What's next?

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MIAMI -- Peyton Manning finally has his ring. So does Tony Dungy and the rest of the Colts, the NFL's winningest team since 1999. But with Super Bowl XLI in the books, the next logical question is whether Indianapolis can build on its big-game breakthrough and add to its trophy case next season?

And will the runner-up Bears find that Super Bowl loser syndrome too difficult to overcome in 2007? The long NFL season is over, and the offseason has begun. Here's a snapshot look at how the two Super Bowl teams stand as they head into the personnel acquisition portion of the NFL's calendar:

SALARY CAP You can make a heck of an argument that no other team in the NFL is in worse shape than the Colts, who have a bevy of potential free agents on their roster and are projected to be less than $5 million under the $109 million cap. Only three teams have less room, and of those, none have as many key free agents. Any way you cut it, the Colts are going to suffer a significant talent drain this offseason.

FREE AGENCY First the good news: Even though defensive end Dwight Freeney's contract can void in March, he's not getting anywhere close to the open market. Colts general manager Bill Polian made it clear during Super Bowl week that he'll franchise Freeney (at a cost of $8.6 million for 2007) if Indy can't negotiate a contract extension with him before March.

And now the bad news: Indy won't be keeping all the players it prefers to. In no particular order of importance, the key Colts who are scheduled for free agency include both starting cornerbacks (Nick Harper and Jason David), both starting guards (Ryan Lilja and Jake Scott), both starting outside linebackers (Cato June and Rob Morris) and running back Dominic Rhodes.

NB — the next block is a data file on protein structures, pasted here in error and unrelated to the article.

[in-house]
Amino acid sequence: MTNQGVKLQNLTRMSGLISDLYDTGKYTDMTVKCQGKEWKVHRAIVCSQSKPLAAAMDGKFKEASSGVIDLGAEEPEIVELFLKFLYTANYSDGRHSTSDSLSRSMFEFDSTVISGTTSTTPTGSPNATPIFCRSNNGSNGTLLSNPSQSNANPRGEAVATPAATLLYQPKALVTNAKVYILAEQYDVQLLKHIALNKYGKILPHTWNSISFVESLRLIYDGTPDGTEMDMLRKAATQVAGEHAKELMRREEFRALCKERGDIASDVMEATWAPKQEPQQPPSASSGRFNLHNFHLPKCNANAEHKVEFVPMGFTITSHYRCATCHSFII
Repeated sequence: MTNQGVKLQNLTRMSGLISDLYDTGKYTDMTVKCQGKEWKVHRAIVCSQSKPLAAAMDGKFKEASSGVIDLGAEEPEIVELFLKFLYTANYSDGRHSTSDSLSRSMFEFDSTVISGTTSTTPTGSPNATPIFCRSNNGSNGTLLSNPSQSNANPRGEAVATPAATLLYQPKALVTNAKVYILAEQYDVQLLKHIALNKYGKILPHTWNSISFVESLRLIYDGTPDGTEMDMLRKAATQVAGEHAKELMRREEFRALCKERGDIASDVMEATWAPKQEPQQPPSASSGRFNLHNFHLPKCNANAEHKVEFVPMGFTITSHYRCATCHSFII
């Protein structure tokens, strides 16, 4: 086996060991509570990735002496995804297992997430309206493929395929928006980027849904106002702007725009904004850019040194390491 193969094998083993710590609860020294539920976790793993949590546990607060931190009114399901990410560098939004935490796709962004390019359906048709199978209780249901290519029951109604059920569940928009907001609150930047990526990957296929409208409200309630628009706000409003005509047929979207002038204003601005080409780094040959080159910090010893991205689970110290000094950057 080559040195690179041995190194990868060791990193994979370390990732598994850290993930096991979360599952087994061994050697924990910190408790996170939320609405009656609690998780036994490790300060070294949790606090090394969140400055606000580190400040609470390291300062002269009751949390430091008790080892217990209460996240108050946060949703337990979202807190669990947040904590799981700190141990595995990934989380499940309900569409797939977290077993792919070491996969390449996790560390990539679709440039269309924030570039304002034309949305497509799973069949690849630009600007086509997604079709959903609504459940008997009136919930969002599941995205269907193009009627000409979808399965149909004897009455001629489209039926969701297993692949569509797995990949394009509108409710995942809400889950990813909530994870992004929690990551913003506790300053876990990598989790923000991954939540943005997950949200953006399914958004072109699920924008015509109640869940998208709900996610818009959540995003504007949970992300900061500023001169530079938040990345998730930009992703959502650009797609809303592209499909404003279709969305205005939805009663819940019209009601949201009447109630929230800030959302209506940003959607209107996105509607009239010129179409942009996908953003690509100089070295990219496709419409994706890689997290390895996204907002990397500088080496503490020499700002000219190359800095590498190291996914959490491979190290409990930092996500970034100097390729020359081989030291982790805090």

COACHING STAFF It's not out of the realm of possibility that the Colts could lose head coach Tony Dungy to retirement after the Super Bowl. Dungy, 51, has been quoted saying he didn't expect to coach much past the age of 50, and his interest in committing himself fully to some kind of Christian ministry is part of his motivation away from football.

Also, Colts quarterbacks coach Jim Caldwell is considered a head-coach-in-waiting by many around the league and is thought likely to interview for the Cowboys coaching job in the coming days.

2007 SCHEDULE Remember how bitter those Ravens fans were to the visiting Colts in the playoffs this season? If anything, it could be worse for Indy next season when it has to go back to Baltimore after eliminating the Ravens in that 15-6 divisional round upset. But Indianapolis doesn't have it so bad from an overall perspective. The Colts play just five 2006 playoff teams, although their four division games against Tennessee and Jacksonville aren't even close to being gimmes any more.

Indianapolis draws the NFC South in interconference play, and that includes tough road trips to Atlanta (Peyton Manning vs. Michael Vick) and Carolina, which figures to rebound from 2006's mediocrity. Oh, and one more game stands out: The Colts get the Patriots back in the RCA Dome for a rematch of this season's AFC title game.